Golang: Understanding Variables


Now that we understand Golang’s project structure and how to write our own packages and commands, it’s time to get to the language basics and learn about variables. We will learn them in a very practical way – by writing code 🙂

The keyword var is the basic form to define variables. A var statement can be at package or function level. Also, Golang puts the variable type after the variable name unlike in languages like C/C++ where the variable type is written before the variable name

C/C++:
int a;

Golang:
var a int

 

There are multiple syntax that can be used to define variables in Go

Define single variable

var variable_name variable_type
var variable_name variable_type = value

Define multiple variables

var variable_name1, variable_name2 type
var variable_name1, variable_name2 type = value1, value2

While defining initial values, you can choose to omit the type and can say

var variable_name1, variable_name2 = value1, value2

Group form

Variables can also be declared in a group form like

var(
    variable_name1 = 10
    variable_name2 = “abc”
)

Short assignment

Now using var and type can be laborious and boring at times. Golang has a short assignment operator := too. This is how it is used:

variable_name1, variable_name2 := value1, value2

It is important to note that short assignments can also be used in function scope. Try using it in the global scope and you will notice errors.

Special variable _

When we want to ignore value of a return statement or discard a value in general, then the special variable name _ is used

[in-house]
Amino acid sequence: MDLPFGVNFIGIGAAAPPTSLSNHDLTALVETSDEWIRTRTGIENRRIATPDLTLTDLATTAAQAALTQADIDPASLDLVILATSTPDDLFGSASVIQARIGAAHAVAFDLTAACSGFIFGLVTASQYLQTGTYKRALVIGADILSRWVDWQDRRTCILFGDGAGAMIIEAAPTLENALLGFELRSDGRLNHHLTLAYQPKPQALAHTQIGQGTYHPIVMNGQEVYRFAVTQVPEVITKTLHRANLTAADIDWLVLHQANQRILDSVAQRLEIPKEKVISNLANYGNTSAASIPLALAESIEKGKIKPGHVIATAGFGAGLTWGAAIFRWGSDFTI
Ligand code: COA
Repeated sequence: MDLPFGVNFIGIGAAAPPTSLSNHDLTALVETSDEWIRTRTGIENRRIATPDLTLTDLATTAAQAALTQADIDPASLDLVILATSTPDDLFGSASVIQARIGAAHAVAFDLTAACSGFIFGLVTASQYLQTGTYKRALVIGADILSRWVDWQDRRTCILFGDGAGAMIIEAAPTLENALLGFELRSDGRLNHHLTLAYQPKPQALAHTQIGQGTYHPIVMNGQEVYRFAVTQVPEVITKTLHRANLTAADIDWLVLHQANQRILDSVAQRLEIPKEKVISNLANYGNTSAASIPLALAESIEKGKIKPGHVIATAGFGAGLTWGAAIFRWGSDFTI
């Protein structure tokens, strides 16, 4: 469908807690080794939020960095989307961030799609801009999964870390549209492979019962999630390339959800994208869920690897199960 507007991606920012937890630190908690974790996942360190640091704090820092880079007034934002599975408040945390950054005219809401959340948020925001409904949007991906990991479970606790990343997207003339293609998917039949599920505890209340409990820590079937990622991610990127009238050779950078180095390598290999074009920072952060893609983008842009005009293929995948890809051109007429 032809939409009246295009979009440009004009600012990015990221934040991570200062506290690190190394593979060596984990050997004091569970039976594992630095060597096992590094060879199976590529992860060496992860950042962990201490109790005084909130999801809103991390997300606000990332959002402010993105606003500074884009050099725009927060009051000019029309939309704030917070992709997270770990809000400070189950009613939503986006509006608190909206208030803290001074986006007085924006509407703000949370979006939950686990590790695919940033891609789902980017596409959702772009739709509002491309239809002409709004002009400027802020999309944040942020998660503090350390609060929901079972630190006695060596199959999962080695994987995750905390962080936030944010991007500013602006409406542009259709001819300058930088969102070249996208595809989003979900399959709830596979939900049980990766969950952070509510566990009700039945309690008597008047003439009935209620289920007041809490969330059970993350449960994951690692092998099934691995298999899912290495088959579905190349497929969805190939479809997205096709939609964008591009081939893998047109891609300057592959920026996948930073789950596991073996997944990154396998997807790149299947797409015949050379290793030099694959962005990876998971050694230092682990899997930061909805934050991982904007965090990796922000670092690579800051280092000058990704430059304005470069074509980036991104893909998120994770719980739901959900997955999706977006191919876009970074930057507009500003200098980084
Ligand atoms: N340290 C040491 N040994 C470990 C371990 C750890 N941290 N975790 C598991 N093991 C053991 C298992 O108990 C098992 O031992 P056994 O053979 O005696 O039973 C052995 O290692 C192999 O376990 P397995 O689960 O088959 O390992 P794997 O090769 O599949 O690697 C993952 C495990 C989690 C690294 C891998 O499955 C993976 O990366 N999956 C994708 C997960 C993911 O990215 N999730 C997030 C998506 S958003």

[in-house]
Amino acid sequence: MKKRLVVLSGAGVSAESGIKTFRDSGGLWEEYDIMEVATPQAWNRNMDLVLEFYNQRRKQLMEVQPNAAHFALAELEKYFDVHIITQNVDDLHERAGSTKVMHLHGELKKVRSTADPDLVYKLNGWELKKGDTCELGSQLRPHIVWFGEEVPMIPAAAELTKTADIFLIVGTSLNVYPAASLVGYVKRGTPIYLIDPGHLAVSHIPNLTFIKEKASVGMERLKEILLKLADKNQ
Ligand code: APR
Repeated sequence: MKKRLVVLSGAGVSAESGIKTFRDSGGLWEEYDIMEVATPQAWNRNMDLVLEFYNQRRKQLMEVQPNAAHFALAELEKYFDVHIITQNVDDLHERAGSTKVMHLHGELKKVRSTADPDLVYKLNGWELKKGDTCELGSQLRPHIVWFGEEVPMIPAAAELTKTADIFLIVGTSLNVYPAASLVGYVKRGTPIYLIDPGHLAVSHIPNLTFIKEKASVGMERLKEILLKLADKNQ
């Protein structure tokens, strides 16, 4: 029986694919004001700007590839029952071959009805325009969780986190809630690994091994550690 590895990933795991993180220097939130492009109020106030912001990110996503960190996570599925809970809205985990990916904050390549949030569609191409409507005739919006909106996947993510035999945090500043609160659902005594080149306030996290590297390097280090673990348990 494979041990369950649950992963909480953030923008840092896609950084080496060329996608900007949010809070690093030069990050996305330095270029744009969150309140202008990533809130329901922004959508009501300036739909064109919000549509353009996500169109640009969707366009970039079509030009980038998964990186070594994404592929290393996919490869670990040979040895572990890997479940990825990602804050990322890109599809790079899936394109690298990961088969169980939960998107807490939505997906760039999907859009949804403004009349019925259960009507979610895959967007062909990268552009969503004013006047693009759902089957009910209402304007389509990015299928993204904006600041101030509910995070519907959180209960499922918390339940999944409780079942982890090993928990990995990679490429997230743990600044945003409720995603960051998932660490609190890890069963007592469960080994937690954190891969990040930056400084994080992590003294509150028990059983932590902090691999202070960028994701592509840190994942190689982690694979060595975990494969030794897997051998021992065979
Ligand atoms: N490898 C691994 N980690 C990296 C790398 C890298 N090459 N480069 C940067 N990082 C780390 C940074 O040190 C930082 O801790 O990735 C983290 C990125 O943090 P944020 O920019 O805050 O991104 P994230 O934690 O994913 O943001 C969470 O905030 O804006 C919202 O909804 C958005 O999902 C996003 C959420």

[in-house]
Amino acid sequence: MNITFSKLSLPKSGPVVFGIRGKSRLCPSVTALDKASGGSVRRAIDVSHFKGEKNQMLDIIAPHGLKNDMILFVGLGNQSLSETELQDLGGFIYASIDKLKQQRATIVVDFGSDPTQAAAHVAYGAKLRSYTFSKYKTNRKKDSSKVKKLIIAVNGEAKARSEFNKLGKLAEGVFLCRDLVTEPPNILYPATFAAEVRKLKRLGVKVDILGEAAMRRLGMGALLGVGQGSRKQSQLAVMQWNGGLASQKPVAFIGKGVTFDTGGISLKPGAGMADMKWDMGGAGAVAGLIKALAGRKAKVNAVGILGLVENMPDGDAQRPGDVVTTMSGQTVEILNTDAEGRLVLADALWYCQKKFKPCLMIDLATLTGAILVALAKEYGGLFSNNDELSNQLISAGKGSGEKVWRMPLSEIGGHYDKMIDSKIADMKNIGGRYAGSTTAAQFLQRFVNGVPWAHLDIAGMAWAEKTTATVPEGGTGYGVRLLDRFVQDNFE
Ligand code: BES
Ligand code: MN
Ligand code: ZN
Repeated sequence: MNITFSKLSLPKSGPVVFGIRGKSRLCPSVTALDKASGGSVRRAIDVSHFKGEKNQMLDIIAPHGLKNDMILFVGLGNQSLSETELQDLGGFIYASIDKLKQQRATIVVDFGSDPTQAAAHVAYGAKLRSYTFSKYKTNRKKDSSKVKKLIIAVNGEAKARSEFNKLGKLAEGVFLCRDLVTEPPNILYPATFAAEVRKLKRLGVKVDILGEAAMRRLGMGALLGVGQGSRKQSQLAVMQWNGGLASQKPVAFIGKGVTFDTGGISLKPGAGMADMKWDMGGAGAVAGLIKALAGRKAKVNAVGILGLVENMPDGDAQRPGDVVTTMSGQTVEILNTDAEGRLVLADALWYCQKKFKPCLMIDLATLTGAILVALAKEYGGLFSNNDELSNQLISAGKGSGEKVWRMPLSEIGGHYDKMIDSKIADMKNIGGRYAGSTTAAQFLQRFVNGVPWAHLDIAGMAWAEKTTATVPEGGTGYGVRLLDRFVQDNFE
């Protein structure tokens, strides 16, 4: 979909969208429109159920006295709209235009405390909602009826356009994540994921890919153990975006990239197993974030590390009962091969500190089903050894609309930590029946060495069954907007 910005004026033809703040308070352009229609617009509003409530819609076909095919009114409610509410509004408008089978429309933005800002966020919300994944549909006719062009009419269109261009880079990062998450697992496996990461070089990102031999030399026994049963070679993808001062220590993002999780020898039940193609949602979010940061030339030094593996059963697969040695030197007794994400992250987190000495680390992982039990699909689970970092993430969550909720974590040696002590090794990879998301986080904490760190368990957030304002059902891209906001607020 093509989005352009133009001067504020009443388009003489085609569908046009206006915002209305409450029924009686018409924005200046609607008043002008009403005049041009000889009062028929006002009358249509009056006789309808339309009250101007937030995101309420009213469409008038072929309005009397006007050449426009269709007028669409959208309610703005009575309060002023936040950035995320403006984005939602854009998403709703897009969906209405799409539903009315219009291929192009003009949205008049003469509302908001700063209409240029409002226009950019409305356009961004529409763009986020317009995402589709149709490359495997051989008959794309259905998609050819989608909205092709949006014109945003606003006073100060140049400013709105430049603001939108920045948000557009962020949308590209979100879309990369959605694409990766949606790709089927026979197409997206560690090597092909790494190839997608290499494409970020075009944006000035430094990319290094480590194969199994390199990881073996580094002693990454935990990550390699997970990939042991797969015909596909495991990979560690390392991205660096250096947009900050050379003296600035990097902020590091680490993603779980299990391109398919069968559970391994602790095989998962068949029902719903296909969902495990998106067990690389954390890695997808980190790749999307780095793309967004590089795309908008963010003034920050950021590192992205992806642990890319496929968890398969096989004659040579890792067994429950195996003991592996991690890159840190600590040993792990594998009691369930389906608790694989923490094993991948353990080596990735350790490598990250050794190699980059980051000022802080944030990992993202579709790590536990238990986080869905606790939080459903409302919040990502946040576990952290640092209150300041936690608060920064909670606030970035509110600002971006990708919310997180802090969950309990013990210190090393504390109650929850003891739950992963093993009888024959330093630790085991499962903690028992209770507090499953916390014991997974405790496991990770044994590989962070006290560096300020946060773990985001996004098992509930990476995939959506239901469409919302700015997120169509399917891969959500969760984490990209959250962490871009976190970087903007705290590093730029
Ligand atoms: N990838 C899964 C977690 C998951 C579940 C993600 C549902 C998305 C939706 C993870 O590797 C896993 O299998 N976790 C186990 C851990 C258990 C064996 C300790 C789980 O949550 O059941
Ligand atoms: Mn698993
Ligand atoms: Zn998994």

_, x = “abc”, 123

Here value “abc” is ignored and x is assigned value of 123.

Unused variables

Also note if a variable is declared in the program but is never used then the Go compiler considers this an error and throws it

./addition.go:11:6: i declared and not used

Variable scopes

Scope is a region of the program where a variable can exist and can’t be accessed outside it. Golang has three different scopes:

  1. Local variables: defined in a function or a block
  2. Global variables: defined outside of all the functions
  3. Formal parameters: used in definition of function parameters (treated as local variables inside the function and take precedence over global variables)

Let’s look at them in a code snippet, we will learn more about the function scope when we talk about functions in detail

package main

import "fmt"

/* global variable declaration */
var a int = 20;

/* local variable declaration in main function */
func main() {
    var a int = 10
    var b int = 20
    var c int = 0

    fmt.Printf("Value of a in main() = %d\n", a);
    c = sum( a, b);
    fmt.Printf("Value of c in main() = %d\n", c);
}

/* function to add two integers */
func sum(a, b int) int {
    fmt.Printf("Value of a in sum() = %d\n", a);
    fmt.Printf("Value of b in sum() = %d\n", b);
    return a + b;
}

Output:

Value of a in main() = 10
Value of a in sum() = 10
Value of b in sum() = 20
Value of c in main() = 30

Constants

Constant values are defined at compile time and can’t be changed during run time. They can be of any data type; some of the examples of constants are shown below:

const abc = “123”;
const evelocity float32 = 11.1

 

Great, hope you got a fair idea about using variables in Golang. Let us look at the data types supported by Golang in the next blog 🙂

Leave a Reply

Fill in your details below or click an icon to log in:

WordPress.com Logo

You are commenting using your WordPress.com account. Log Out /  Change )

Google+ photo

You are commenting using your Google+ account. Log Out /  Change )

Twitter picture

You are commenting using your Twitter account. Log Out /  Change )

Facebook photo

You are commenting using your Facebook account. Log Out /  Change )

Connecting to %s